Jabhat al-Nusra greater threat than Isis, report claims

'Jabhat al-Nusra poses one of the most significant long-term threats of any Salafi-jihadi group'

Jabhat al-Nusra, the Syrian branch of al-Qaeda, is a greater threat to Europe and the US in the long term than Isis, according to a new report by the Institute for the Study of War and the American Enterprise Institute.

The report's key findings state: "Jabhat al-Nusra poses one of the most significant long-term threats of any Salafi-jihadi group."

"Its defeat and destruction must be one of the highest priorities of any strategy to defend the United States and Europe from al-Qaeda attacks."

The report argues Isis and Jabhat al-Nusra attacks could threaten the global economy and provoke "Western societies to impose severe controls on... freedoms and civil liberties".

Fighters loyal to Jabhat al-Nusra and its allies smash a statue of the late Syrian leader Hafez al-Assad, father of current President Bashar al-Assad, in the Syrian city of Idlib

Fred Kagan, one of the authors of the report says Jabhat al-Nusra has made a tactical decision not to attack the West for the time being.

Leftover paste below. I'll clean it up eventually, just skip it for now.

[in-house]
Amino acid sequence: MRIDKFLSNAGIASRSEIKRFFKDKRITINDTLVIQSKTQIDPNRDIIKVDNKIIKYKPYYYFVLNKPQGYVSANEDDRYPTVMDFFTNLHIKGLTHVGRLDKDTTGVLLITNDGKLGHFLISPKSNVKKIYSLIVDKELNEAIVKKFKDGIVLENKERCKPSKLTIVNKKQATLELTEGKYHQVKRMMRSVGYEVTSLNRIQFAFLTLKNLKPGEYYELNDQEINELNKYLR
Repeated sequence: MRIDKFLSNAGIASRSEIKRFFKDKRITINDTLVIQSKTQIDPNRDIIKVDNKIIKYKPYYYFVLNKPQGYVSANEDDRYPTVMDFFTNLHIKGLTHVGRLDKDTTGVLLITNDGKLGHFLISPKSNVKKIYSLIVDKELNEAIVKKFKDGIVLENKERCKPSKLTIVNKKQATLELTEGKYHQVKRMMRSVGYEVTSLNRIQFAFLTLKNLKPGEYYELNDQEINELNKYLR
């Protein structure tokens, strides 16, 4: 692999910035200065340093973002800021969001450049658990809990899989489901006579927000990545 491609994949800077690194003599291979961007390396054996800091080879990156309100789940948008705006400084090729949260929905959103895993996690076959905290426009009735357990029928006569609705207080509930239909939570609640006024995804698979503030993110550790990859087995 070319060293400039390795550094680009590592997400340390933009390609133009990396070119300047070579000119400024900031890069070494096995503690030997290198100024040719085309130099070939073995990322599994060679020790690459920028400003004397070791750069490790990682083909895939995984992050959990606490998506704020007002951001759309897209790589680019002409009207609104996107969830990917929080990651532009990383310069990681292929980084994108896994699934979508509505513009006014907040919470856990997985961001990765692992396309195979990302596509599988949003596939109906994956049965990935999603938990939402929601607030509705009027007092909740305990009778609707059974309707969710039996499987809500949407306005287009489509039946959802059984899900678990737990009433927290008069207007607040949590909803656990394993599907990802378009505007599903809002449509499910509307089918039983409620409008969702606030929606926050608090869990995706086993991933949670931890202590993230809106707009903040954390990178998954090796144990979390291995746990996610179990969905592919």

"While Isis is flashier... both represent an existential threat, both wish to attack the homeland, both seek the mobilisation of Muslim communities against the West," he said.

He added: "Al-Nusra is quietly intertwining itself with the Syrian population and Syrian opposition... They are waiting in the wings to pick up the mantle of global jihad once Isis falls."

The report describes how Jabhat al-Nusra has established an extensive network of partnerships with local opposition affiliates which have become fiercely loyal to the organisation. 

Jabhat al-Nusra militia group emerged during the early days of the Syrian civil war in 2011, with the aim of establishing an Islamic State in the region.

It recently seized two of Syria's most prominent activists in a raid on their opposition radio station.